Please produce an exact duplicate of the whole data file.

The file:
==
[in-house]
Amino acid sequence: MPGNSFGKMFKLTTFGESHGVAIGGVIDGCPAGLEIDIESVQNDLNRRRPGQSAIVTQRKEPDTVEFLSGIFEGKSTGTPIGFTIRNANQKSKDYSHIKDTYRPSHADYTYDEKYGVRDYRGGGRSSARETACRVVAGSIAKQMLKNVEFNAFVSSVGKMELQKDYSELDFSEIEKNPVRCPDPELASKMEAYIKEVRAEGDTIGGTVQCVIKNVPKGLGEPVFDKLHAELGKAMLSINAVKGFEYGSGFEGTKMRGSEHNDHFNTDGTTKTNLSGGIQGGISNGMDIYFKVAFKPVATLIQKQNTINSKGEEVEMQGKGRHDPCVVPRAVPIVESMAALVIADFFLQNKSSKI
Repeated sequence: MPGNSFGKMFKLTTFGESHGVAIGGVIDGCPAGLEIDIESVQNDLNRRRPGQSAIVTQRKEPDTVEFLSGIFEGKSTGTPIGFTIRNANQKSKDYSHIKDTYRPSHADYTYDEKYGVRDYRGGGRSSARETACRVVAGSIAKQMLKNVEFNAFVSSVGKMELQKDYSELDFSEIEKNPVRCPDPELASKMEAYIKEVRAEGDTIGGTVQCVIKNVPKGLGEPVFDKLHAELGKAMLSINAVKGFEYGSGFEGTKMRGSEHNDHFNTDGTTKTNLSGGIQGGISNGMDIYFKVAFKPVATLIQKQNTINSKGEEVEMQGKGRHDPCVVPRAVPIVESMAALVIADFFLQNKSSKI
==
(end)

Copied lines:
[in-house]
Amino acid sequence: MPGNSFGKMFKLTTFGESHGVAIGGVIDGCPAGLEIDIESVQNDLNRRRPGQSAIVTQRKEPDTVEFLSGIFEGKSTGTPIGFTIRNANQKSKDYSHIKDTYRPSHADYTYDEKYGVRDYRGGGRSSARETACRVVAGSIAKQMLKNVEFNAFVSSVGKMELQKDYSELDFSEIEKNPVRCPDPELASKMEAYIKEVRAEGDTIGGTVQCVIKNVPKGLGEPVFDKLHAELGKAMLSINAVKGFEYGSGFEGTKMRGSEHNDHFNTDGTTKTNLSGGIQGGISNGMDIYFKVAFKPVATLIQKQNTINSKGEEVEMQGKGRHDPCVVPRAVPIVESMAALVIADFFLQNKSSKI
Repeated sequence: MPGNSFGKMFKLTTFGESHGVAIGGVIDGCPAGLEIDIESVQNDLNRRRPGQSAIVTQRKEPDTVEFLSGIFEGKSTGTPIGFTIRNANQKSKDYSHIKDTYRPSHADYTYDEKYGVRDYRGGGRSSARETACRVVAGSIAKQMLKNVEFNAFVSSVGKMELQKDYSELDFSEIEKNPVRCPDPELASKMEAYIKEVRAEGDTIGGTVQCVIKNVPKGLGEPVFDKLHAELGKAMLSINAVKGFEYGSGFEGTKMRGSEHNDHFNTDGTTKTNLSGGIQGGISNGMDIYFKVAFKPVATLIQKQNTINSKGEEVEMQGKGRHDPCVVPRAVPIVESMAALVIADFFLQNKSSKI